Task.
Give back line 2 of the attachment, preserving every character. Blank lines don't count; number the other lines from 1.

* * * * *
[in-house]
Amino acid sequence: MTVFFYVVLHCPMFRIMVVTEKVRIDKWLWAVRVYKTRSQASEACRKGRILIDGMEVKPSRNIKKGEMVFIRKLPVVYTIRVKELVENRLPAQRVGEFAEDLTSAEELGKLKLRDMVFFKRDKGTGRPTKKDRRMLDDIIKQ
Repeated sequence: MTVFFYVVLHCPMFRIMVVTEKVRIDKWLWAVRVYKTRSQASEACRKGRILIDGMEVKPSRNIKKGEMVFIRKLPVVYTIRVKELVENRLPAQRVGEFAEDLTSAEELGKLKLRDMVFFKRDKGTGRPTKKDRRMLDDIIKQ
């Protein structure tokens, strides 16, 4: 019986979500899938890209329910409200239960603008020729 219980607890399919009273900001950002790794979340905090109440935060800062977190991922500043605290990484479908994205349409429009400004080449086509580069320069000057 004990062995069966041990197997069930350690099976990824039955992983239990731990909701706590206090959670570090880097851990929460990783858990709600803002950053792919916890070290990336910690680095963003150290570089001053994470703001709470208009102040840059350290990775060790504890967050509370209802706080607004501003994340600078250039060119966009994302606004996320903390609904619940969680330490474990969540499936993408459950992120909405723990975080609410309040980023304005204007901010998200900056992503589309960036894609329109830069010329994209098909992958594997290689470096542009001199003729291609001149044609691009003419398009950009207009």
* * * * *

Amino acid sequence: MTVFFYVVLHCPMFRIMVVTEKVRIDKWLWAVRVYKTRSQASEACRKGRILIDGMEVKPSRNIKKGEMVFIRKLPVVYTIRVKELVENRLPAQRVGEFAEDLTSAEELGKLKLRDMVFFKRDKGTGRPTKKDRRMLDDIIKQ